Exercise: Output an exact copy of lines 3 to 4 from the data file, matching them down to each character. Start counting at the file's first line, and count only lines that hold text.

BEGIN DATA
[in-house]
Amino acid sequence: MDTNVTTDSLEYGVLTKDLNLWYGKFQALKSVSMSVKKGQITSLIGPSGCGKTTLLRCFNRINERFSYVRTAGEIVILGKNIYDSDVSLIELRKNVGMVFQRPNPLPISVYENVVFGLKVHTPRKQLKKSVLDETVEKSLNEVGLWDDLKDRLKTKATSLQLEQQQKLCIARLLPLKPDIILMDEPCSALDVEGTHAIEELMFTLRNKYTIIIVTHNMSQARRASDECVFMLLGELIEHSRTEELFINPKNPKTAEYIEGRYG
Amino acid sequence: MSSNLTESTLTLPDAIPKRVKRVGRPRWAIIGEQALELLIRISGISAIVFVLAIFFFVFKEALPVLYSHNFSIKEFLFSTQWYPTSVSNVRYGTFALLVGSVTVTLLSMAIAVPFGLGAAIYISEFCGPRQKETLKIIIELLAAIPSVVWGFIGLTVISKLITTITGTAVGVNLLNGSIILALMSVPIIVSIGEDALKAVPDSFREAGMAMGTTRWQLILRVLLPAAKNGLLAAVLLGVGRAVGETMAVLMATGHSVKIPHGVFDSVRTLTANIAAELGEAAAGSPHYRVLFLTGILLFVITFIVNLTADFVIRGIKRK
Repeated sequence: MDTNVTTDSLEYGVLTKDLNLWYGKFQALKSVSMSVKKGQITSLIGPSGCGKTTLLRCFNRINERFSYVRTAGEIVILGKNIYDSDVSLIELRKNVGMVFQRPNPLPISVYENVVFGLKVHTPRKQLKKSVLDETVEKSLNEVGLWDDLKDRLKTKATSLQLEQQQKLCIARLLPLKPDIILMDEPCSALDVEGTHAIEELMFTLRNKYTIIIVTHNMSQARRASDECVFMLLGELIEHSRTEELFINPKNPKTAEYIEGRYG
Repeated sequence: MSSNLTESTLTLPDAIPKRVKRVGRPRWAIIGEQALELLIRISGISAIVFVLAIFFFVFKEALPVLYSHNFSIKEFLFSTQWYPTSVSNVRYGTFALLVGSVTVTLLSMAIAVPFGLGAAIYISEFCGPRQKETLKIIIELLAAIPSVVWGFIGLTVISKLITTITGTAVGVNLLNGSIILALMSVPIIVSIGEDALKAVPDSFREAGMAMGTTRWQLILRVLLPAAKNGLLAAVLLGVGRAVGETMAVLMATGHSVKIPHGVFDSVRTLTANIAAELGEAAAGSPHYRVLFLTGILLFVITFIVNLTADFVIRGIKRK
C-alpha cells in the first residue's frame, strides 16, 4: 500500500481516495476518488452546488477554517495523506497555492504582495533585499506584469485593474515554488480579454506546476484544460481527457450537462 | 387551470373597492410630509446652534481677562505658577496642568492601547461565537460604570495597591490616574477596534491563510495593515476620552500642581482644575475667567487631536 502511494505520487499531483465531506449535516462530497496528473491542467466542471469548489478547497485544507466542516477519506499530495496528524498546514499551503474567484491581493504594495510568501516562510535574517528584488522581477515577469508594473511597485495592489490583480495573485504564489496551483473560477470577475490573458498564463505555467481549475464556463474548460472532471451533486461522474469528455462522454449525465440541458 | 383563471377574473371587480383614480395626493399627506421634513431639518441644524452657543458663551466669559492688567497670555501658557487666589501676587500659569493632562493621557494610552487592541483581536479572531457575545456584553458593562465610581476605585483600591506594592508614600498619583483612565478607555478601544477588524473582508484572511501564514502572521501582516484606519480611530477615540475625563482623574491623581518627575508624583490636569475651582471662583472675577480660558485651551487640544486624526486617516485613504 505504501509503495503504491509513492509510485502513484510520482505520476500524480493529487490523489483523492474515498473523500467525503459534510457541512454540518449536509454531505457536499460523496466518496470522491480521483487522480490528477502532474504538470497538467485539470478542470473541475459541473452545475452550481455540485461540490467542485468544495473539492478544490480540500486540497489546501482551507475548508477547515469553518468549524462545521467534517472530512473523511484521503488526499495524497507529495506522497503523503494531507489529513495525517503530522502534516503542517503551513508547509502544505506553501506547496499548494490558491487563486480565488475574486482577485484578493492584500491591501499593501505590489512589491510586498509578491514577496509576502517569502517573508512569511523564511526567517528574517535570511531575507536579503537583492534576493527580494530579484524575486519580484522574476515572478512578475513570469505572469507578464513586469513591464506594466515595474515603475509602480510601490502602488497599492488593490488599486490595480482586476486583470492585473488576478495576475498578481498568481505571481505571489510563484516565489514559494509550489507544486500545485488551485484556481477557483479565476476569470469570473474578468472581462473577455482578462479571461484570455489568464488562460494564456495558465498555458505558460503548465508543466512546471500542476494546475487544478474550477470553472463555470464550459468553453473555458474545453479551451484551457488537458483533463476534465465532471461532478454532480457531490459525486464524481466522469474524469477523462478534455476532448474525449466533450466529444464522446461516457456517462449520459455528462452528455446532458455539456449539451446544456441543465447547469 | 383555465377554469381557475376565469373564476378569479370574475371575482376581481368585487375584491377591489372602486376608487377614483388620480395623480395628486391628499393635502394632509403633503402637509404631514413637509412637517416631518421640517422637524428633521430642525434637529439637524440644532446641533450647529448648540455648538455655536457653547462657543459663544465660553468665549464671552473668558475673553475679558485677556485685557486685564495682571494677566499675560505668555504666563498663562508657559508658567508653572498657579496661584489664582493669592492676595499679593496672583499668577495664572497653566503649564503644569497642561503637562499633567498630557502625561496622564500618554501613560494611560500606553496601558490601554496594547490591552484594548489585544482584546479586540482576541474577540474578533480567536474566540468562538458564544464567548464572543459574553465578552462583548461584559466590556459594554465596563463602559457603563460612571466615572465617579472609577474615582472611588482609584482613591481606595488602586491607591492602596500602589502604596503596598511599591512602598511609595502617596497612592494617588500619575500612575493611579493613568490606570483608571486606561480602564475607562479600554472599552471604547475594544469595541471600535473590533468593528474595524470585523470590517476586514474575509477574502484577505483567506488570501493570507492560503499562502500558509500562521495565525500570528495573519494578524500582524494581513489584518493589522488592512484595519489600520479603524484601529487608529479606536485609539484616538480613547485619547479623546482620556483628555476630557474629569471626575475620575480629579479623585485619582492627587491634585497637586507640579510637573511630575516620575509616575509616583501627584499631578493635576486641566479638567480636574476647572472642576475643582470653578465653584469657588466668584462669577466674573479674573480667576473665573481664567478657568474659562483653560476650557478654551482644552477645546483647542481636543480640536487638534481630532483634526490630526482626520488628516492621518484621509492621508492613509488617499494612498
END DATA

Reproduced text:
Amino acid sequence: MSSNLTESTLTLPDAIPKRVKRVGRPRWAIIGEQALELLIRISGISAIVFVLAIFFFVFKEALPVLYSHNFSIKEFLFSTQWYPTSVSNVRYGTFALLVGSVTVTLLSMAIAVPFGLGAAIYISEFCGPRQKETLKIIIELLAAIPSVVWGFIGLTVISKLITTITGTAVGVNLLNGSIILALMSVPIIVSIGEDALKAVPDSFREAGMAMGTTRWQLILRVLLPAAKNGLLAAVLLGVGRAVGETMAVLMATGHSVKIPHGVFDSVRTLTANIAAELGEAAAGSPHYRVLFLTGILLFVITFIVNLTADFVIRGIKRK
Repeated sequence: MDTNVTTDSLEYGVLTKDLNLWYGKFQALKSVSMSVKKGQITSLIGPSGCGKTTLLRCFNRINERFSYVRTAGEIVILGKNIYDSDVSLIELRKNVGMVFQRPNPLPISVYENVVFGLKVHTPRKQLKKSVLDETVEKSLNEVGLWDDLKDRLKTKATSLQLEQQQKLCIARLLPLKPDIILMDEPCSALDVEGTHAIEELMFTLRNKYTIIIVTHNMSQARRASDECVFMLLGELIEHSRTEELFINPKNPKTAEYIEGRYG